ATLANTIC CITY — The state can cut city firefighters’ pay and benefits while a legal case against a state takeover of the city advances, an appellate panel ruled Thursday.
In a written order, Appellate Division Judge Carmen Messano said a trial judge correctly ruled state-imposed cuts in compensation are not “irreparable harm” because money for lost wages or benefits would be available if the union succeeds in its case.
The decision means the state can proceed to slash salaries, reduce benefits and make firefighters work more hours. The contract changes can begin as early as April 14.
The trial judge, Atlantic County Superior Court Judge Julio Mendez, allowed the contract cuts to proceed in March but temporarily blocked the state from imposing 100 layoffs to the department this fall. The union tried to appeal Mendez’s order days later to keep a stay in place against the compensation cuts. But Thursday the judge denied the firefighter union’s motions to block the cuts from going forward.
“These changes will result in approximately $14 million in cost savings this year alone and in no way will compromise public safety for residents and visitors to the city,” said Lisa Ryan, spokeswoman for the Department of Community Affairs.
The cuts amount to a 25 percent loss in compensation for the firefighters, according to the lawsuit filed by the union, International Association of Fire Fighters Local 198.
Union President Bill Dilorenzo said the ruling was expected but disappointing.
“We thought we might get more consideration because we’re not a business entity. We’re people, and the money effect will have much more of an effect on personal and family life,” he said.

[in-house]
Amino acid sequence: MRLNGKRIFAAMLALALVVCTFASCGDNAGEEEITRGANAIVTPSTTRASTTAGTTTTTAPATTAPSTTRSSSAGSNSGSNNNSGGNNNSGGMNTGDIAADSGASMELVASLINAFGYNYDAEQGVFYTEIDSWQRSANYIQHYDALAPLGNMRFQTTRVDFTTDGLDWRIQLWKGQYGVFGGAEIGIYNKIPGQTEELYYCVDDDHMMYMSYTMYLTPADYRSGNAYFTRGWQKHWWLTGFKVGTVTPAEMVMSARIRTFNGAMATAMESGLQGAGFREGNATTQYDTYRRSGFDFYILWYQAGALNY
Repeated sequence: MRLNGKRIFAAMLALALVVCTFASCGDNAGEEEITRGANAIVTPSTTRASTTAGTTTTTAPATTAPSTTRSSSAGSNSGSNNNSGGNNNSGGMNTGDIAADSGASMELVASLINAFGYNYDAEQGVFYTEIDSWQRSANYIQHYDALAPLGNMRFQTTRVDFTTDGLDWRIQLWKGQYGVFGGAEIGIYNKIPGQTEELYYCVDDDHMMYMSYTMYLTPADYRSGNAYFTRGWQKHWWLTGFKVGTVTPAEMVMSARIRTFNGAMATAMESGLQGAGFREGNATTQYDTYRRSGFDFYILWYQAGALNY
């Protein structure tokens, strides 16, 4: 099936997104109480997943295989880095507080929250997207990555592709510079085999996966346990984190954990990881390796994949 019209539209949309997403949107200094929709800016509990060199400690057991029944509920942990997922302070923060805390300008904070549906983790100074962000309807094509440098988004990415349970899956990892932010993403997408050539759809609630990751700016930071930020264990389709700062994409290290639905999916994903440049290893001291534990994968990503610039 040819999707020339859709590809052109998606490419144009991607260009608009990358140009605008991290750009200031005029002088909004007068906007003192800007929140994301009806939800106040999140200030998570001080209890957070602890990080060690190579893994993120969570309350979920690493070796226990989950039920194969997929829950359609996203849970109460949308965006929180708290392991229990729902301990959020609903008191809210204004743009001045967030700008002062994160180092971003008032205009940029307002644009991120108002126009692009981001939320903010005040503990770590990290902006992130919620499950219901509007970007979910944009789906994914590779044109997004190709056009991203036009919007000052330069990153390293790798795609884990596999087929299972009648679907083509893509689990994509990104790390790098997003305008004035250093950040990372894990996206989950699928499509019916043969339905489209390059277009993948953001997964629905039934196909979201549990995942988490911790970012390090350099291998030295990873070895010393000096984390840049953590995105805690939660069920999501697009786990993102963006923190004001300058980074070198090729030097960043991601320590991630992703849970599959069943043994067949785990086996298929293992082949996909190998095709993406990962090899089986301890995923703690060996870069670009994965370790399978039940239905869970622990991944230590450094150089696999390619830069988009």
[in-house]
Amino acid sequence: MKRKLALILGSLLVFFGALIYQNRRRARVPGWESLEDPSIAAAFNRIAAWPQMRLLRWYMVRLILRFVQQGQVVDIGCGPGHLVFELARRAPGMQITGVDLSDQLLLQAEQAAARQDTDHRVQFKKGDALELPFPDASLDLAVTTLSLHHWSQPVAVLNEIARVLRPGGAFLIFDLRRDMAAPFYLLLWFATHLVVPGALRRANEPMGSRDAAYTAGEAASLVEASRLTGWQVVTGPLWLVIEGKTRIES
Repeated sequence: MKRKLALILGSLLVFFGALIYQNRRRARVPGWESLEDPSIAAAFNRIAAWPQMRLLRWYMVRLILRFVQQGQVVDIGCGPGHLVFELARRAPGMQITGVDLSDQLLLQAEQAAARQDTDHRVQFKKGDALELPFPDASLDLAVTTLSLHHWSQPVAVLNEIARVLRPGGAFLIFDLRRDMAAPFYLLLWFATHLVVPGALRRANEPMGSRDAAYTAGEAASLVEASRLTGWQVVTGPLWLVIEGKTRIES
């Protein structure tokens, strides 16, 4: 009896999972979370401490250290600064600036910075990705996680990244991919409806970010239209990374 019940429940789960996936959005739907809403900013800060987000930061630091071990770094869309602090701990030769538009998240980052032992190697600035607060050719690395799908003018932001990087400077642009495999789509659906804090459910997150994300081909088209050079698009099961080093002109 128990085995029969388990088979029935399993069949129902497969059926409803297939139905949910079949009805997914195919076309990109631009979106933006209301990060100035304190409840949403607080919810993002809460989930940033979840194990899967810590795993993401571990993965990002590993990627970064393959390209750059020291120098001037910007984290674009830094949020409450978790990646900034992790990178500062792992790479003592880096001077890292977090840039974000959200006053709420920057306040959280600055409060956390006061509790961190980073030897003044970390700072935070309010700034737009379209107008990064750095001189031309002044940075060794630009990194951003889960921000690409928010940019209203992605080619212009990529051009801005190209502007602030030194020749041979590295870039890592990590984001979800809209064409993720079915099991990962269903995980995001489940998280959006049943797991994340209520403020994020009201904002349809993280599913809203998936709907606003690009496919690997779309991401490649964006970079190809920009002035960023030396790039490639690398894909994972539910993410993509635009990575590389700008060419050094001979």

The contract changes include reduced salaries, an elimination of terminal leave, higher health care co-pays and a new schedule that makes firefighters work 24-hour shifts.
The state took over the city’s finances in November through the Municipal Stabilization & Recovery Act. That law gave the state authority to hire or fire workers and break union contracts, among other powers.
The union argues it has already made significant reductions in its budget and the takeover law is unconstitutional because it impairs the union’s contract rights.
In addition to the contract cuts, the state seeks to slash the Fire Department’s staff nearly in half, from 225 to 125. The state plans to make up manpower hours by adjusting the work schedule and platoon structure to have one platoon of eight fire companies on duty at all times.
But in his March 17 ruling, Mendez said the union will be able to establish that the “dramatic reduction” to 125 firefighters will likely harm public safety.
He said a staff reduction to 180, though, “would be more than reasonable.”